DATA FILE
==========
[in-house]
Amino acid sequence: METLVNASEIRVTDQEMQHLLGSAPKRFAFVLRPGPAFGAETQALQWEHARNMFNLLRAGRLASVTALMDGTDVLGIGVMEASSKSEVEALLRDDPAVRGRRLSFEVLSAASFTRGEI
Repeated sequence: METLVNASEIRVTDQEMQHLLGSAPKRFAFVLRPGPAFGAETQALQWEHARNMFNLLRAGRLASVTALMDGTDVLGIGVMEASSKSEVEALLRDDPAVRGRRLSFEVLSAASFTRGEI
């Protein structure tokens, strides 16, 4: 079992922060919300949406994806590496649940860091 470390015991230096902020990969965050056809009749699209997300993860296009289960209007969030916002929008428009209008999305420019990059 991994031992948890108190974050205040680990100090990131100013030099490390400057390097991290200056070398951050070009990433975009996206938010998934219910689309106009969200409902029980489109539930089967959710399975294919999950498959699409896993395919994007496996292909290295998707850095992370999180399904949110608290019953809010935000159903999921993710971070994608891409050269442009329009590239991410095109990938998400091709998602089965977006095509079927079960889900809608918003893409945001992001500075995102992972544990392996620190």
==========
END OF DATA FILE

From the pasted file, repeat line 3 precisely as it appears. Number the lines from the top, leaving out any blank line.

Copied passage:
Repeated sequence: METLVNASEIRVTDQEMQHLLGSAPKRFAFVLRPGPAFGAETQALQWEHARNMFNLLRAGRLASVTALMDGTDVLGIGVMEASSKSEVEALLRDDPAVRGRRLSFEVLSAASFTRGEI